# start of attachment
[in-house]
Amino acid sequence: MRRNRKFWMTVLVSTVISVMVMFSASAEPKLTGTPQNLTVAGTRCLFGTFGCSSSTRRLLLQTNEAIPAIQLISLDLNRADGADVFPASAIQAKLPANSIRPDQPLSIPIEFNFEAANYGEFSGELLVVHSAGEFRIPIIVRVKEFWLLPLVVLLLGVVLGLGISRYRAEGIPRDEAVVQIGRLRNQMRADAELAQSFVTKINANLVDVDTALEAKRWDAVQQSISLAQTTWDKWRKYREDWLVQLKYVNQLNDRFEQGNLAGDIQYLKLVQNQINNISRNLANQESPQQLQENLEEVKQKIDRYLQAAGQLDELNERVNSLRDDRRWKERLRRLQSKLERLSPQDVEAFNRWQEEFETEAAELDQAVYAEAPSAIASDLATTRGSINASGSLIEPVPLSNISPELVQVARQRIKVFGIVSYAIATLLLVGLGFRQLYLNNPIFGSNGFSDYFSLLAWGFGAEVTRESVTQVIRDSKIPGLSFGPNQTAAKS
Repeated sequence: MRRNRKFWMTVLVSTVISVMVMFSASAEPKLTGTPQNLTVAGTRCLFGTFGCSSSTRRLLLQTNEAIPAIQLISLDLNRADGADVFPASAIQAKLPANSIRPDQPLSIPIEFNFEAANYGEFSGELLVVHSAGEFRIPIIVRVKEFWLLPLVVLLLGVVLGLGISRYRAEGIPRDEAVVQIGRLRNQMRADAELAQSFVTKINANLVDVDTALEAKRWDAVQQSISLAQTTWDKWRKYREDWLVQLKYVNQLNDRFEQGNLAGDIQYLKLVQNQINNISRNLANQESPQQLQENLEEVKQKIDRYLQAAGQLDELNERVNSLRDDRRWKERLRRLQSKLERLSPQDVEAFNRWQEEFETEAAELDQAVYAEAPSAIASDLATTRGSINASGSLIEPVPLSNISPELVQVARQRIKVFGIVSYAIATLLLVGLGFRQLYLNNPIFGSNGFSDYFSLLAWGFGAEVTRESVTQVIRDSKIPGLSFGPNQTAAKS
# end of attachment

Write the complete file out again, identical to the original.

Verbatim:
[in-house]
Amino acid sequence: MRRNRKFWMTVLVSTVISVMVMFSASAEPKLTGTPQNLTVAGTRCLFGTFGCSSSTRRLLLQTNEAIPAIQLISLDLNRADGADVFPASAIQAKLPANSIRPDQPLSIPIEFNFEAANYGEFSGELLVVHSAGEFRIPIIVRVKEFWLLPLVVLLLGVVLGLGISRYRAEGIPRDEAVVQIGRLRNQMRADAELAQSFVTKINANLVDVDTALEAKRWDAVQQSISLAQTTWDKWRKYREDWLVQLKYVNQLNDRFEQGNLAGDIQYLKLVQNQINNISRNLANQESPQQLQENLEEVKQKIDRYLQAAGQLDELNERVNSLRDDRRWKERLRRLQSKLERLSPQDVEAFNRWQEEFETEAAELDQAVYAEAPSAIASDLATTRGSINASGSLIEPVPLSNISPELVQVARQRIKVFGIVSYAIATLLLVGLGFRQLYLNNPIFGSNGFSDYFSLLAWGFGAEVTRESVTQVIRDSKIPGLSFGPNQTAAKS
Repeated sequence: MRRNRKFWMTVLVSTVISVMVMFSASAEPKLTGTPQNLTVAGTRCLFGTFGCSSSTRRLLLQTNEAIPAIQLISLDLNRADGADVFPASAIQAKLPANSIRPDQPLSIPIEFNFEAANYGEFSGELLVVHSAGEFRIPIIVRVKEFWLLPLVVLLLGVVLGLGISRYRAEGIPRDEAVVQIGRLRNQMRADAELAQSFVTKINANLVDVDTALEAKRWDAVQQSISLAQTTWDKWRKYREDWLVQLKYVNQLNDRFEQGNLAGDIQYLKLVQNQINNISRNLANQESPQQLQENLEEVKQKIDRYLQAAGQLDELNERVNSLRDDRRWKERLRRLQSKLERLSPQDVEAFNRWQEEFETEAAELDQAVYAEAPSAIASDLATTRGSINASGSLIEPVPLSNISPELVQVARQRIKVFGIVSYAIATLLLVGLGFRQLYLNNPIFGSNGFSDYFSLLAWGFGAEVTRESVTQVIRDSKIPGLSFGPNQTAAKS